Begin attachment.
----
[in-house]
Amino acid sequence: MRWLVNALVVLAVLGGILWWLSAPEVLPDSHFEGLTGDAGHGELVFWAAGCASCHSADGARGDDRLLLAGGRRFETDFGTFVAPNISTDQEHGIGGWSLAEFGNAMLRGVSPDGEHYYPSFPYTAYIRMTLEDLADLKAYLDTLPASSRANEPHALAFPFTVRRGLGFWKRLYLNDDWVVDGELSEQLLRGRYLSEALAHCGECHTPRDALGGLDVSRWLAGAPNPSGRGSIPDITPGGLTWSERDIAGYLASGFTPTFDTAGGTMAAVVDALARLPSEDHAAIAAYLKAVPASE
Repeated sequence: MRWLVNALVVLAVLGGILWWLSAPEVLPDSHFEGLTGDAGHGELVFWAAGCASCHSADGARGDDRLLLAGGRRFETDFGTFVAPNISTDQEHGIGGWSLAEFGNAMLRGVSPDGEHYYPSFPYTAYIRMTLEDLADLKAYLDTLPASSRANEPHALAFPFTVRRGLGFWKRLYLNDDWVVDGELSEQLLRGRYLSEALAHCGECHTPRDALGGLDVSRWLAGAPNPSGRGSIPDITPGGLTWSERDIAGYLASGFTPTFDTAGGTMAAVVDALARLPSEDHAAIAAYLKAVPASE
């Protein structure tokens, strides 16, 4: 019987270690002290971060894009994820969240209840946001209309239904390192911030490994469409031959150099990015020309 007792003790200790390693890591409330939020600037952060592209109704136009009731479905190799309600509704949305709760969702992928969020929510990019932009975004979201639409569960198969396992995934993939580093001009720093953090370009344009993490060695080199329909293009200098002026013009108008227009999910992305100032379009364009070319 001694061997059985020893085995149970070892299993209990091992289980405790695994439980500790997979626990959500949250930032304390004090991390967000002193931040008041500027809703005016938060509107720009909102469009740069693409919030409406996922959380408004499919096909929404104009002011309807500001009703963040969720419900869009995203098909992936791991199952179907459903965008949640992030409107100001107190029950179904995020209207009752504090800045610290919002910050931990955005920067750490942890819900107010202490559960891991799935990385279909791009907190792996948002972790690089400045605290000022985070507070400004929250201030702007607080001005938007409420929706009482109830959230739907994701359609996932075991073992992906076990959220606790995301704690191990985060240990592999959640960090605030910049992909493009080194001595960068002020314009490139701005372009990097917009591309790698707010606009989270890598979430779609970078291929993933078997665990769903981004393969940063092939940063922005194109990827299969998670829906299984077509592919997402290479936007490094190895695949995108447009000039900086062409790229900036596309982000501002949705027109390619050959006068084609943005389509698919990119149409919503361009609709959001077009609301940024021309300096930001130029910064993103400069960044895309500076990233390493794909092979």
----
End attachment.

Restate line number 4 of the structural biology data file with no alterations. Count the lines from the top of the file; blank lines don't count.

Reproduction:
């Protein structure tokens, strides 16, 4: 019987270690002290971060894009994820969240209840946001209309239904390192911030490994469409031959150099990015020309 007792003790200790390693890591409330939020600037952060592209109704136009009731479905190799309600509704949305709760969702992928969020929510990019932009975004979201639409569960198969396992995934993939580093001009720093953090370009344009993490060695080199329909293009200098002026013009108008227009999910992305100032379009364009070319 001694061997059985020893085995149970070892299993209990091992289980405790695994439980500790997979626990959500949250930032304390004090991390967000002193931040008041500027809703005016938060509107720009909102469009740069693409919030409406996922959380408004499919096909929404104009002011309807500001009703963040969720419900869009995203098909992936791991199952179907459903965008949640992030409107100001107190029950179904995020209207009752504090800045610290919002910050931990955005920067750490942890819900107010202490559960891991799935990385279909791009907190792996948002972790690089400045605290000022985070507070400004929250201030702007607080001005938007409420929706009482109830959230739907994701359609996932075991073992992906076990959220606790995301704690191990985060240990592999959640960090605030910049992909493009080194001595960068002020314009490139701005372009990097917009591309790698707010606009989270890598979430779609970078291929993933078997665990769903981004393969940063092939940063922005194109990827299969998670829906299984077509592919997402290479936007490094190895695949995108447009000039900086062409790229900036596309982000501002949705027109390619050959006068084609943005389509698919990119149409919503361009609709959001077009609301940024021309300096930001130029910064993103400069960044895309500076990233390493794909092979």